Last year was busy for the town’s operations team, which performed a variety of tasks to keep up the look and function of Strathmore’s public spaces and infrastructure.
During the Jan. 13 committee of the whole meeting, Donna McCallum, the town’s operations manager, presented an update on town maintenance work done in 2020.
One of the priorities of the operation’s team is the maintenance of the town’s stormwater infrastructure. With Strathmore Lakes experiencing flooding after a wet spring, operations deployed a pump at the pond, which worked for 45 days.
The town’s dry ponds, which function to collect water temporarily following rainfall events, also needed attention. Some of these features were holding water permanently, so the operations team cleaned inlet and outlets by clearing vegetation, hydrovacing sediment and replacing rip-rap (stones).
The operations team also maintained Strathmore’s roads by performing crack sealing, which is localized treatment of cracks in asphalt and concrete with a rubberized asphalt sealant. The team also worked to fix potholes, by adding over 23 tons of asphalt. Work was also performed on the six kilometres of gravel roads and 73 kilometres of alleys the town maintains.
In 2019, the town performed a sidewalk hazard assessment, identifying hazards and rating each on a five-point scale. Between 2019 and the end of 2020, all the issues across the three most hazardous categories were repaired or replaced. But as problems can worsen rapidly given the freeze-thaw cycle, the town inspects issues identified by residents and fixes them if found to be hazardous.
There were 42 days of street sweeping performed, but this work was delayed because of the later spring. New route mapping was created for street sweeping using the town’s garbage collection map.
Garbage carts were another focus, with 27 deployments, 52 lid repairs, 72 replacements and 166 wheel repairs performed. The town is currently replacing the plastic wheels on carts with heavier-duty plastic rubber wheels.
Operations was also busy with parks, with staff performing 2,332 hours on bed maintenance, 658 hours on litter control, 218 hours pruning and 170 hours mowing.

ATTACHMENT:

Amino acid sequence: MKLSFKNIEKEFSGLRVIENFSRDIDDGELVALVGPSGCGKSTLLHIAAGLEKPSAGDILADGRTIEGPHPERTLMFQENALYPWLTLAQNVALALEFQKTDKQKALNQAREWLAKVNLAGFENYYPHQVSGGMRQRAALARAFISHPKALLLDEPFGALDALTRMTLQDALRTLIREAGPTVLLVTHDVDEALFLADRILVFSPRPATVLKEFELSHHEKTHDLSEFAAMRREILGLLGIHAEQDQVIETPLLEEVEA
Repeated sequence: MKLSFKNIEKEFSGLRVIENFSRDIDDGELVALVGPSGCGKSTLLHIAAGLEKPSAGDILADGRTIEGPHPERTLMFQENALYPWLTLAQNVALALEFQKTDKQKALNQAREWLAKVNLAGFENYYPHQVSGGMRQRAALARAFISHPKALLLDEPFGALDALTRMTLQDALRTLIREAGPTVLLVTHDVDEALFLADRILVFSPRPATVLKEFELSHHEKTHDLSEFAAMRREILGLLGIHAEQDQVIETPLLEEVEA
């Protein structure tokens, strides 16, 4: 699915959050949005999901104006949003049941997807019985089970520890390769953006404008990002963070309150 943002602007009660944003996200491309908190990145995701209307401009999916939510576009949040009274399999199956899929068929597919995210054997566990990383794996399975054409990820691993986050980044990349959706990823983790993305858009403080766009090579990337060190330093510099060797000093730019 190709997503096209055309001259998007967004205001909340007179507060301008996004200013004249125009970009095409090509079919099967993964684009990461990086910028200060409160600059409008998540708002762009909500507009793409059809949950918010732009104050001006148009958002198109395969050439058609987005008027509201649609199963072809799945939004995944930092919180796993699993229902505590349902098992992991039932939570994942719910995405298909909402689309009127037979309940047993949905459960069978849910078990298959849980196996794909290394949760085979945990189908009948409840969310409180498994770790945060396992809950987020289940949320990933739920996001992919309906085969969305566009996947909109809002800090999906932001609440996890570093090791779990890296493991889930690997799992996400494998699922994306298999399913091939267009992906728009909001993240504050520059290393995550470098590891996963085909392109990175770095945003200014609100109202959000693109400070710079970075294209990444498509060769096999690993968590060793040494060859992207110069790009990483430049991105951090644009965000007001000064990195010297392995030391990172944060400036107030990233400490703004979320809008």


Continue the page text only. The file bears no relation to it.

Strathmore town Councillor Lorraine Bauer suggested a spring litter clean-up event or creating ways the town could entice residents to address the issue themselves, citing “plogging” a pastime combining jogging and picking up litter that started in Sweden.
Initiatives to reduce some of the time and money the town spends on these duties were also brought up by Councillor Jason Montgomery, including a downtown flower beds and boulevards adoption program, and regular volunteer litter pick-up events. Montgomery said he is also again planning a week-long spring cleanup event, requesting the help of local businesses.
“I look forward to see what the community can do, when combined with the town,” he said.
One of the challenges last year was starting new approaches to limit the potential spread of COVID-19, including staff working in cohorts separated across three buildings and by start time. The team also added various safe work practices and procedures to keep staff safe.
While several community events were cancelled due to COVID-19, operations staff helped FCSS in the hub with 11 pop-up park events, helped set up 15 farmer market events and assisted FCSS with six Good Food Box events.
Looking to brighten up the town, operations dedicated 176 hours to install Christmas lights.
“I think stress levels were high for a lot of people, so this year, we went above and beyond with what we would normally install,” said McCallum.
Operations has dedicated 2,500 hours between roads and pathways to snow events this year, including the snowstorm on Dec. 21 and 22, 2020. During the meeting, Mayor Pat Fule commended McCallum and her team’s performance snow clearing during this late December snowstorm.
“You just came forward and did such great work to get the snow removed in a timely fashion,” said Fule.
Sean Feagan, Local Journalism Initiative Reporter, Strathmore Times